Aegis Group's Carat North America won the assignment to handle U.S. media buying for Hyundai Motor America and sibling Kia Motors America, according to people familiar with the decision. The move was reported first on AdAge.com.
David Verklin, CEO of Carat North America, and Charlie Rutman, president of Carat USA, New York, flew to southern California last week to finalize the contract. They declined comment.
Talk swirled on the West Coast last week that the Korean parent of Hyundai Motor America is readying a creative review for the U.S. business. Stephen Kitson, international public relations manager at Hyundai Motor Co., Seoul, said in an e-mail to Ad Age: "I don't know if the creative accounts will go into review-less likely than the media buying, but always possible."
On Jan. 25, a Hyundai U.S. spokesman said he couldn't confirm or deny that Carat won the media account. He reserved comment until after the Jan. 27 meeting of the national dealers' convention in New Orleans. (See AdAge.com for the latest news.)
The media move ambushed Hyundai incumbent Cordiant Communications Group's Bates USA, New York and Irvine, Calif., which has had media and creative since the 1986 U.S. launch. However, the shift was widely expected since word of the South Korean-driven review surfaced in early December (AA, Dec. 3).
Carat was the lead contender, executives close to matter said, because it proposed aggressive, low, first-year fees. An executive close to Carat, however, said that was not the case. The other finalist was Horizon Media, New York.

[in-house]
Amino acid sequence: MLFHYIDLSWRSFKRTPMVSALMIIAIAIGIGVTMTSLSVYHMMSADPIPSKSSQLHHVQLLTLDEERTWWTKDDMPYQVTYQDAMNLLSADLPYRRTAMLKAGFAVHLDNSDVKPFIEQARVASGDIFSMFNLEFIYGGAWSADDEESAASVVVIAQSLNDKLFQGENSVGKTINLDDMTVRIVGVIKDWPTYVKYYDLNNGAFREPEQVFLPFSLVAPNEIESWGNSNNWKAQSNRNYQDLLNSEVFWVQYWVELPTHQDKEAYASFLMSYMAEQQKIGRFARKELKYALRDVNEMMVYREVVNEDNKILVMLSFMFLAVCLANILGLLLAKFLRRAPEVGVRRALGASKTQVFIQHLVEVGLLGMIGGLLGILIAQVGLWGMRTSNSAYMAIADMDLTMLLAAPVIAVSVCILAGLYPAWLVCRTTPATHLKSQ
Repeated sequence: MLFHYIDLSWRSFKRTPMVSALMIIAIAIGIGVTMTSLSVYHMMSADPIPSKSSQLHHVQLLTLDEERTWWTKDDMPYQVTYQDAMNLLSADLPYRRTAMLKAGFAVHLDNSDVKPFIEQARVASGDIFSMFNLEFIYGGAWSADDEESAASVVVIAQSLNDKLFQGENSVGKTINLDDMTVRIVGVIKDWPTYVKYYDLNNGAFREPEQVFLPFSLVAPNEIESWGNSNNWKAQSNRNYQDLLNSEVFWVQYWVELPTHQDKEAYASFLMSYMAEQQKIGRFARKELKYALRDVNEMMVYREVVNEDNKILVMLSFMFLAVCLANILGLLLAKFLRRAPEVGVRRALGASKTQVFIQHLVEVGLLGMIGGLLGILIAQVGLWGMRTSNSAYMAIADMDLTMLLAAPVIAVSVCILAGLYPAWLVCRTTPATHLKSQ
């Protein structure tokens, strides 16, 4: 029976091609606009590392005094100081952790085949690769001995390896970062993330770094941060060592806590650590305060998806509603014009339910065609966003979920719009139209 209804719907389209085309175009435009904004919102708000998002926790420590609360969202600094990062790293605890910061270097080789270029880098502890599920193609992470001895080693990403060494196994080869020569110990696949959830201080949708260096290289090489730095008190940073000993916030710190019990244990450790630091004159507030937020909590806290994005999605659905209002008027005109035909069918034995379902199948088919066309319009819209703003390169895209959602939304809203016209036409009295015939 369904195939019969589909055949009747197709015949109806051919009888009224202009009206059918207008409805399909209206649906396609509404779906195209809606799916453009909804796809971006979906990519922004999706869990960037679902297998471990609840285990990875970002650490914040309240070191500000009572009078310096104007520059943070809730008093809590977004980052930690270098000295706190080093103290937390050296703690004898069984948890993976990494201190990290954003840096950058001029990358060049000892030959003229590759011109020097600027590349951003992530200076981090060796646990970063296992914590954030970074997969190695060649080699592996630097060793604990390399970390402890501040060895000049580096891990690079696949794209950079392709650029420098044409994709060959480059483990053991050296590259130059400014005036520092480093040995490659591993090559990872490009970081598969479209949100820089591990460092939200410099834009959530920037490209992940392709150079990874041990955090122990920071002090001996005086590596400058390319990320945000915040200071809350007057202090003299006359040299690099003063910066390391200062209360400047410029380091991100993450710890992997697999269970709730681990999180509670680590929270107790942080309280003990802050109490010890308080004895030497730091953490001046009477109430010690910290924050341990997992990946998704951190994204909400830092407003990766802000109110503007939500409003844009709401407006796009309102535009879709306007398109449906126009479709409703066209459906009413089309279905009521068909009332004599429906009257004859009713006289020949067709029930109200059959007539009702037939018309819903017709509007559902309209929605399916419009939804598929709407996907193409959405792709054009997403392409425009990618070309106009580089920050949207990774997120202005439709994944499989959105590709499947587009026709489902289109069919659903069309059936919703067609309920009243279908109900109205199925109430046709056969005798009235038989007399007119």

Bates, which declined comment, was denied an eleventh hour attempt to pitch.
The surprising factor about the change is that it comes as both car brands are enjoying great success in the U.S. Bates survived Hyundai's lean years from the late 1980s until the mid-1990s. Hyundai's U.S. sales last year grew 42% to 346,235 vehicles. Smaller sibling Kia also has been growing since its 1994 U.S. launch.
Carat stands to win more than $500 million in buying. Hyundai's national and regional creative and buying accounts total some $350 million; Kia's national U.S. media buying, moving from Omnicom Group's OMD, is worth $130 million. Close observers expect Carat to get Hyundai's regional dealer groups' media buying, worth $60 million; Carat will have to negotiate with each of four dealer groups. Independent davidandgoliath, Los Angeles, handles Kia creative; Kia doesn't have regional dealer ad groups.
Hyundai dealers saw the media review as a power play from Korea to control operations in the U.S., the biggest market for Hyundai and Kia. They fear such a move because last time the Koreans exerted control here they say things floundered. The Hyundai U.S. spokesman said: "We went downhill [starting in the late `80s] for one primary reason: the cars weren't very good," but conceded "there were certainly other factors."
Mr. Kitson from Seoul said: "We are only doing in back-office areas what many of the top big auto groups have already done ... streamlining various shared functions to save money."
He denied reports from executives close to the marketer that the review was called by Hyundai's chairman in a rivalry with his younger brother. The chairman was said to be upset that his brother owns a stake in Diamond Bates, Hyundai's Korean agency.
contributing: richard linnett